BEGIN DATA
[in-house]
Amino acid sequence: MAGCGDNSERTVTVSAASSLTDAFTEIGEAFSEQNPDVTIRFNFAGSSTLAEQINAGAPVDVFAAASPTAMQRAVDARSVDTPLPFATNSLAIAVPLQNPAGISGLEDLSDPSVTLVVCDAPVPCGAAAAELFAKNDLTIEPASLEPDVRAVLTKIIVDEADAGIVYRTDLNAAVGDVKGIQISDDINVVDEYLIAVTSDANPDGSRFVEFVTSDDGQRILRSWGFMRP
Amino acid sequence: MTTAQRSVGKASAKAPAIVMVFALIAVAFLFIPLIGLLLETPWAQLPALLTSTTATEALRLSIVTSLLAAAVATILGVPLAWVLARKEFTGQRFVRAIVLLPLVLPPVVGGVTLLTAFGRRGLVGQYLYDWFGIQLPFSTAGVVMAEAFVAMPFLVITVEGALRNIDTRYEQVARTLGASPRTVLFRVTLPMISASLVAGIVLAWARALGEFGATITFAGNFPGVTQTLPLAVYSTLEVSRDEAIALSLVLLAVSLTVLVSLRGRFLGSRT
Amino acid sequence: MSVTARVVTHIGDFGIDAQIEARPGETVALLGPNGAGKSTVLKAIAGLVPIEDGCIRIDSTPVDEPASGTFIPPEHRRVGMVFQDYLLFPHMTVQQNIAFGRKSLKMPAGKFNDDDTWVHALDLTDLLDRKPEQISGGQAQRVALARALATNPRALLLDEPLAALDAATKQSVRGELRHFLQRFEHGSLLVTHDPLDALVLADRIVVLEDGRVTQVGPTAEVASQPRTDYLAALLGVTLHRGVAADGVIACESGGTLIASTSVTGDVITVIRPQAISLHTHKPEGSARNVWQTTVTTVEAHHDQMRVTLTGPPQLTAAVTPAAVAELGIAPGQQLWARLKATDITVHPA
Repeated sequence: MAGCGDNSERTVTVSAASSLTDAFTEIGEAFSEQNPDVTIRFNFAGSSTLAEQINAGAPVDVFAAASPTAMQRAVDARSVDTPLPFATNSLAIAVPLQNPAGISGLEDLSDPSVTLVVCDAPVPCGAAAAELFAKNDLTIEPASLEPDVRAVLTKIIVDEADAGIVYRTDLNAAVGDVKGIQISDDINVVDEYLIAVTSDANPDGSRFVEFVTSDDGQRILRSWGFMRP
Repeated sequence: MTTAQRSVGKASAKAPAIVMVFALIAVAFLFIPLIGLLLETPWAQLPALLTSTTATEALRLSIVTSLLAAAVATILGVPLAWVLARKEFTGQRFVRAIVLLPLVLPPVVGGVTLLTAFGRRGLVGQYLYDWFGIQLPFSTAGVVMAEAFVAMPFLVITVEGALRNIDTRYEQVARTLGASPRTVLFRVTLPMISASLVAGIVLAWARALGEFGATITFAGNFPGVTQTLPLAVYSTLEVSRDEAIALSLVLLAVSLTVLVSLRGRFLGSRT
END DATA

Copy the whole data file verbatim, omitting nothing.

[in-house]
Amino acid sequence: MAGCGDNSERTVTVSAASSLTDAFTEIGEAFSEQNPDVTIRFNFAGSSTLAEQINAGAPVDVFAAASPTAMQRAVDARSVDTPLPFATNSLAIAVPLQNPAGISGLEDLSDPSVTLVVCDAPVPCGAAAAELFAKNDLTIEPASLEPDVRAVLTKIIVDEADAGIVYRTDLNAAVGDVKGIQISDDINVVDEYLIAVTSDANPDGSRFVEFVTSDDGQRILRSWGFMRP
Amino acid sequence: MTTAQRSVGKASAKAPAIVMVFALIAVAFLFIPLIGLLLETPWAQLPALLTSTTATEALRLSIVTSLLAAAVATILGVPLAWVLARKEFTGQRFVRAIVLLPLVLPPVVGGVTLLTAFGRRGLVGQYLYDWFGIQLPFSTAGVVMAEAFVAMPFLVITVEGALRNIDTRYEQVARTLGASPRTVLFRVTLPMISASLVAGIVLAWARALGEFGATITFAGNFPGVTQTLPLAVYSTLEVSRDEAIALSLVLLAVSLTVLVSLRGRFLGSRT
Amino acid sequence: MSVTARVVTHIGDFGIDAQIEARPGETVALLGPNGAGKSTVLKAIAGLVPIEDGCIRIDSTPVDEPASGTFIPPEHRRVGMVFQDYLLFPHMTVQQNIAFGRKSLKMPAGKFNDDDTWVHALDLTDLLDRKPEQISGGQAQRVALARALATNPRALLLDEPLAALDAATKQSVRGELRHFLQRFEHGSLLVTHDPLDALVLADRIVVLEDGRVTQVGPTAEVASQPRTDYLAALLGVTLHRGVAADGVIACESGGTLIASTSVTGDVITVIRPQAISLHTHKPEGSARNVWQTTVTTVEAHHDQMRVTLTGPPQLTAAVTPAAVAELGIAPGQQLWARLKATDITVHPA
Repeated sequence: MAGCGDNSERTVTVSAASSLTDAFTEIGEAFSEQNPDVTIRFNFAGSSTLAEQINAGAPVDVFAAASPTAMQRAVDARSVDTPLPFATNSLAIAVPLQNPAGISGLEDLSDPSVTLVVCDAPVPCGAAAAELFAKNDLTIEPASLEPDVRAVLTKIIVDEADAGIVYRTDLNAAVGDVKGIQISDDINVVDEYLIAVTSDANPDGSRFVEFVTSDDGQRILRSWGFMRP
Repeated sequence: MTTAQRSVGKASAKAPAIVMVFALIAVAFLFIPLIGLLLETPWAQLPALLTSTTATEALRLSIVTSLLAAAVATILGVPLAWVLARKEFTGQRFVRAIVLLPLVLPPVVGGVTLLTAFGRRGLVGQYLYDWFGIQLPFSTAGVVMAEAFVAMPFLVITVEGALRNIDTRYEQVARTLGASPRTVLFRVTLPMISASLVAGIVLAWARALGEFGATITFAGNFPGVTQTLPLAVYSTLEVSRDEAIALSLVLLAVSLTVLVSLRGRFLGSRT